Hibbler was thrilled to be working with Ellington, and soon, Duke was creating showcases for his talent, including “I’m Just a Lucky So-and-So.” Nevertheless, the world was sometimes a brutal place for Hibbler. When the Elington band was playing at the Million Dollar Theater in Los Angeles doing multiple shows each day, between shows the band members would either go to their dressing rooms to rest, or step outside the stage door of the theater to get a breath of fresh air. On one such occasion, Hibbler “…was standing in the stage doorway when (band members) heard him screaming.” When they ran to where he was, they found that “…some freak had ground a lit cigarette into Al’s face.” (3) So much for the glamour of show business.

The music: Ellington’s brief introduction for this recording of “I’m Just a Lucky So-and-So,” like so many he played before it (and after), features his piano bringing the band in on the first chorus. The difference here is that Duke has bassist Oscar Pettiford underlining the bass notes he plays. Then we hear the majestic sound of Johnny Hodges’s alto saxophone, which is used to set forth the main melody as only Hodges could. Behind Hodges (shown below left) are the other saxophones, with Harry Carney’s rumbling baritone sound prominent among them. A patented Hodges swoop sets up Hibbler’s entrance perfectly.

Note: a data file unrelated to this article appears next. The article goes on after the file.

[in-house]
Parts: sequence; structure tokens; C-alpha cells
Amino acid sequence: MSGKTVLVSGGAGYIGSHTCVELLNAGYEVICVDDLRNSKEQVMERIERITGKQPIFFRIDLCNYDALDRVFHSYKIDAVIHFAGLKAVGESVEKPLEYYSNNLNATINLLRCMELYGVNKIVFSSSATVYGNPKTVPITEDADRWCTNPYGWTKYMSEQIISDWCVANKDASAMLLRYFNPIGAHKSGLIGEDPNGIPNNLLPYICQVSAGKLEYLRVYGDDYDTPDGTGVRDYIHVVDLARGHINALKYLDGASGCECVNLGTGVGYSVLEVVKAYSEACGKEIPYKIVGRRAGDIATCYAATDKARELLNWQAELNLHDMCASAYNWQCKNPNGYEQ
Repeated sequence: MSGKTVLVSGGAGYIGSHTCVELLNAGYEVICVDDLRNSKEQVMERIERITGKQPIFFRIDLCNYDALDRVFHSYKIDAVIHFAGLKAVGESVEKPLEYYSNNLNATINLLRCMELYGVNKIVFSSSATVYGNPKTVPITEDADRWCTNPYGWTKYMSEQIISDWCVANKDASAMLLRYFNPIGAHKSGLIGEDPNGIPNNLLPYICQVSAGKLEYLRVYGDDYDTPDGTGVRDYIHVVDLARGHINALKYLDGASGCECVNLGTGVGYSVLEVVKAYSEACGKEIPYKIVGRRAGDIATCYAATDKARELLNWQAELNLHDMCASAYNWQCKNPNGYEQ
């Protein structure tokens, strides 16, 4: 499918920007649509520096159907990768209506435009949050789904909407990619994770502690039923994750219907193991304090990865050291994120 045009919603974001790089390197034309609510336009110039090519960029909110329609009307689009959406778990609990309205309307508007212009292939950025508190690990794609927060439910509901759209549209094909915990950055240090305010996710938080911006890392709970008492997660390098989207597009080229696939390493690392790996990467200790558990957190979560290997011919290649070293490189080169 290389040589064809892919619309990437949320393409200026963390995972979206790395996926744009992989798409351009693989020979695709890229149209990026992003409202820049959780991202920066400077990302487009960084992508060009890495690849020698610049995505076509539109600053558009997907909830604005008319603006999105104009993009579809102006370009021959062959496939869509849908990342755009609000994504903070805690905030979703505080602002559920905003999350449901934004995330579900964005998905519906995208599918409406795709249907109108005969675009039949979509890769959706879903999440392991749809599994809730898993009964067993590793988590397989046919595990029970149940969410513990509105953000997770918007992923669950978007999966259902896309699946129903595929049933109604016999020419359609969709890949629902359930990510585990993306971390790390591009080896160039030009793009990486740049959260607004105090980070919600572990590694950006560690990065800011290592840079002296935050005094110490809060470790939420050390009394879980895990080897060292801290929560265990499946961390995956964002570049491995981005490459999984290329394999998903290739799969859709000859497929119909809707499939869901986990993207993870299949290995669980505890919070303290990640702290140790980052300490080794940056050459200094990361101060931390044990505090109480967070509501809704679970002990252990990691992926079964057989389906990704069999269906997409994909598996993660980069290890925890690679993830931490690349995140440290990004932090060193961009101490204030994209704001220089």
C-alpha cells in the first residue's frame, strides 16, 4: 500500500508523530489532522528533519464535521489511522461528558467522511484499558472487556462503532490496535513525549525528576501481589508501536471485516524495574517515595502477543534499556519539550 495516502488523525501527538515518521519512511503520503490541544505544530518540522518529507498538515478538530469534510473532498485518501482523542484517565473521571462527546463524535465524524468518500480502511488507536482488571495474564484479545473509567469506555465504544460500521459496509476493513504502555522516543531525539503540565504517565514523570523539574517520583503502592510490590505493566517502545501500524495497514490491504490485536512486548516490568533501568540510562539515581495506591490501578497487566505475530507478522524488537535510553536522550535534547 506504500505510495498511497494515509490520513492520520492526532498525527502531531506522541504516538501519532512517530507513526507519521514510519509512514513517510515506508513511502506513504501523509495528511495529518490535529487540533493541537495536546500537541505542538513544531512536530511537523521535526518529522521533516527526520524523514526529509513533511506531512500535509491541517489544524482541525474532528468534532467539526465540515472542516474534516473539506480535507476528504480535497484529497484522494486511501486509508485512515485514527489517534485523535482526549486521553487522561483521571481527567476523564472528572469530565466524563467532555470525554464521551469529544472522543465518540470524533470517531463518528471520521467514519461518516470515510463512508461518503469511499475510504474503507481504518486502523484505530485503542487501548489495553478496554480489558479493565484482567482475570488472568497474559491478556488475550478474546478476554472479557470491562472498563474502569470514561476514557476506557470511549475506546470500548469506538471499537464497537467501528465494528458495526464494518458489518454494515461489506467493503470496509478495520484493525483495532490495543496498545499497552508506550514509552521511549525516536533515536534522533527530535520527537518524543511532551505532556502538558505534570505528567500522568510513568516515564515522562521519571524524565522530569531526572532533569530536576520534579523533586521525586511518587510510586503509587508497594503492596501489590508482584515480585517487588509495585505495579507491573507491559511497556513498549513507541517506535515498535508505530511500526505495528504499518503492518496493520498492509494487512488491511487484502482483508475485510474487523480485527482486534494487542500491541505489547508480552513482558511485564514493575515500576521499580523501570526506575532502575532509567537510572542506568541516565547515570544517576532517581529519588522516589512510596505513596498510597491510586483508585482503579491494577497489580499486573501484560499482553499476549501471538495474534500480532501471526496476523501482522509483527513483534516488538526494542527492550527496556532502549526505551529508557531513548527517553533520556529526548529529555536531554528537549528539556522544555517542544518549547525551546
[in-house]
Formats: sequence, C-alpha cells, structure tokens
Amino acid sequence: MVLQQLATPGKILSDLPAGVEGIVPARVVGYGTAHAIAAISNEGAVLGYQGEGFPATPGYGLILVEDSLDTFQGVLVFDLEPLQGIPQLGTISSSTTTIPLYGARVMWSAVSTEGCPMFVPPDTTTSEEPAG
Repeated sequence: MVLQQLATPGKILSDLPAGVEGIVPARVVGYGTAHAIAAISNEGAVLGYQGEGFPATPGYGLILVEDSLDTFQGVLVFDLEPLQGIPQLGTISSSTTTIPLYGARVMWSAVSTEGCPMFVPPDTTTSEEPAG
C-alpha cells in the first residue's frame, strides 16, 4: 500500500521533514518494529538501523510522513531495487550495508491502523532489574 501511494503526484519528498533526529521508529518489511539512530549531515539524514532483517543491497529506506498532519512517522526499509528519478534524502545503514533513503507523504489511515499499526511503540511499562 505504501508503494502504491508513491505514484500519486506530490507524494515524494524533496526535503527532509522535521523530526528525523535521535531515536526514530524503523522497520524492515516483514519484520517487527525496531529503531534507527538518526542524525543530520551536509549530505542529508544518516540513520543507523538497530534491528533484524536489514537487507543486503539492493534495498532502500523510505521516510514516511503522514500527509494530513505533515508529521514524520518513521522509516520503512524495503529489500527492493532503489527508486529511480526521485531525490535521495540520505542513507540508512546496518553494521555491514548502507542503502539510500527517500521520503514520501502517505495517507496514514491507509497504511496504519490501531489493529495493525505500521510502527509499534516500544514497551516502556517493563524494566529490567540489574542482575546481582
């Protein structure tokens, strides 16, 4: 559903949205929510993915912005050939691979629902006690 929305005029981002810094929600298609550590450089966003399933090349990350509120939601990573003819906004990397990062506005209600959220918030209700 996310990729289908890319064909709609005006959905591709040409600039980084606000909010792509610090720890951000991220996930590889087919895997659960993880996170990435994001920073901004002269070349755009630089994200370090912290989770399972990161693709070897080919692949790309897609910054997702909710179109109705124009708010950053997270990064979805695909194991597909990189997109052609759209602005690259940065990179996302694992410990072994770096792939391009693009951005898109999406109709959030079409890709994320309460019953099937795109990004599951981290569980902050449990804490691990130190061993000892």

Hibbler sings about gratitude with casual ease. Again, Carney is heard prominently in the background of the two eight-bar main melody segments of the vocal chorus. Duke changes the background in the bridge: here he allows the strumming of guitarist Fred Guy to be heard, along with a soft open trumpet obbligato played by Taft Jordan. The lyric is particularly affecting in this sequence, leading to the marvelous line at the end of the bridge “…I’ve got a dream that’s a-pippin.”  The last eight bars of this chorus include backing for Hibbler as before, but now with sparkling Ducal piano notes scattered about strategically.

The final chorus features trombonist Lawrence Brown (pictured at right) playing his open horn above richly harmonized reeds and brass. Listen for the little “tails” Brown puts on some of his notes before he takes a breath. The dynamic level of  the band, as well as of Brown’s trombone, decrease to a whisper at the end of this memorable performance.

The recording presented with this post was digitally remastered by Mike Zirpolo.

Notes and links:

(1) Sweet Man …The Real Duke Ellington, by Don George (1981), 37. Hereafter George.

(2) Duke Ellington by James Lincoln Collier (1987), 247.

(3) George, 82.

Here is a link to another recording by the mid-1940s Ellington band from Club Zanzibar in Manhattan, which was another iteration on the same performance space in the Brill Building which had previously housed the Paradise Restaurant and the Hurricane Club:


And here is a link to another great performance by the Ellington band featuring the singing of Ivie Anderson: